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Sonic Level Design

Discussion in 'General Sonic Discussion' started by Sparks, Mar 20, 2012.

  1. Palas

    Palas

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    It's not about loops (you see, my first Sonic game didn't have loops. I couldn't care less about them) or the way gimmicks are - it's just that they don't repeat themselves. It is interesting when there is an unique gimmick in a stage, like, say, the statue in Wacky Workbench. The thing is... really, they don't repeat themselves. Ever. Sonic 2's stages are short, but they use recurring elements.

    And, why, yes, Sonic Adventure feels automated to me. It's not about being linear, though being linear is a precondition. Sonic Unleashed - some might say, I'd disagree - isn't linear. It is heavily automated nevertheless. So is Sonic Rush.

    Sonic Adventure is damn fun. It really is. My complaint, though, is theoretical - it's about the best way to do something among all the possibilities for Sonic. That's what OP is about, no? The thing is - I don't know why criticizing Sonic Adventure's level design imples that I want rehash and classic games and whatnot. That's not it. The thing is about formulae that provides more possibility of fun for more players in a balanced way.

    As for Zelda, I've exposed my view on why people don't mind the change in Zelda, but they did notice Sonic as absurdly different somewhere else. But this is indeed a different issue.
     
  2. I think that as much as everybody demands true Genesis-style physics, you don't quite need them to pull off a decent level. Sound insane? Well, hear me out...

    Let's take a look at the earliest non-Genesis Sonic games, the games for Game Gear. I was playing through the Triple Trouble SMS rom the other day, and realized that as much as the Sonic games emphasize speed, the Game Gear games don't really have it at all. The running graphics and level design imply the speed is there, but you're not running all that quickly compared to the Genesis areas such as Chemical Plant. I realized that as long as you imply something very similar to what people want, if it's designed well to hide the limitations and what isn't actually there, people will still enjoy it.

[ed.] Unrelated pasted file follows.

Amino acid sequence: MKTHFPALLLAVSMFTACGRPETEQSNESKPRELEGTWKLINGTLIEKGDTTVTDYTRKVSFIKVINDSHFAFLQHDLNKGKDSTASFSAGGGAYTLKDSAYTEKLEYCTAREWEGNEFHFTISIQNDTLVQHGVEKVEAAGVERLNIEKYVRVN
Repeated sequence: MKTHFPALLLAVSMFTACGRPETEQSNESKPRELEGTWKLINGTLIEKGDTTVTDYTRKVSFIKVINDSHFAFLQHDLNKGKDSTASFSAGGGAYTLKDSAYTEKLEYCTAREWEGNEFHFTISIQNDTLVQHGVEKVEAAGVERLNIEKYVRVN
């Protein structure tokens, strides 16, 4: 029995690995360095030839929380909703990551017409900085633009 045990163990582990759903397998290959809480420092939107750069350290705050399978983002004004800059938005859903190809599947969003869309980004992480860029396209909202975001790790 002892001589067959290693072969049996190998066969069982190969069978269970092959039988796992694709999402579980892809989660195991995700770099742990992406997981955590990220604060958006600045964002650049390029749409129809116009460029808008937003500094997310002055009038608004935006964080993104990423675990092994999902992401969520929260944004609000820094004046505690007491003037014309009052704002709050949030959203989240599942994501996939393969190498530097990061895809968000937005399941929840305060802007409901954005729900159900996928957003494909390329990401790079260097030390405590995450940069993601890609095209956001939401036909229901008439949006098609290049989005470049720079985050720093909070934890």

I have an idea to test this theory. (This is what's going to sound insane.)

    I haven't been able to figure out SonED very well, but I'm fairly decent at Lunar Magic, a tool for editing Super Mario World. I've been playing with the idea of using the SMW engine to create a Sonic game. As long as I can simply imply at what needs to be there, it should go over well. For example, if I can find a way to set it up so the game always assumes that the "Y" button is being held down, I can use Mario's different running animations (running, and then transitioning to the "ready to fly" speed and graphics) with Game Gear Sonic graphics to imitate Sonic's different running speeds and acceleration. Rolling momentum could be simulated by an ASM hack to treat the area as an ice level whenever the down button is pressed, possibly including rolling graphics if "Sonic" is ducking but still has X-movement. (If I can make this harm enemies, even better) If I can remove the sound effect for picking up a Mushroom, and make sure that Sonic's "Big Mario" and "Small Mario" graphics are identical, then Rings could be made with an item that acts like a Mushroom and adds 1 to the coin meter. All I would have to do is make it so any time Sonic is in a "Small Mario" state, his coin count reverts to zero to make it look like he lost all his Rings.

    As long as the actual level design and graphics seem Sonic-ish, then the game should work out well as a Game Gear-style Sonic game. What do you think, plausible idea, or too dumb to work? (Besides, if it works well, you can easily make a Sonic game with over 100 Zones to play in.)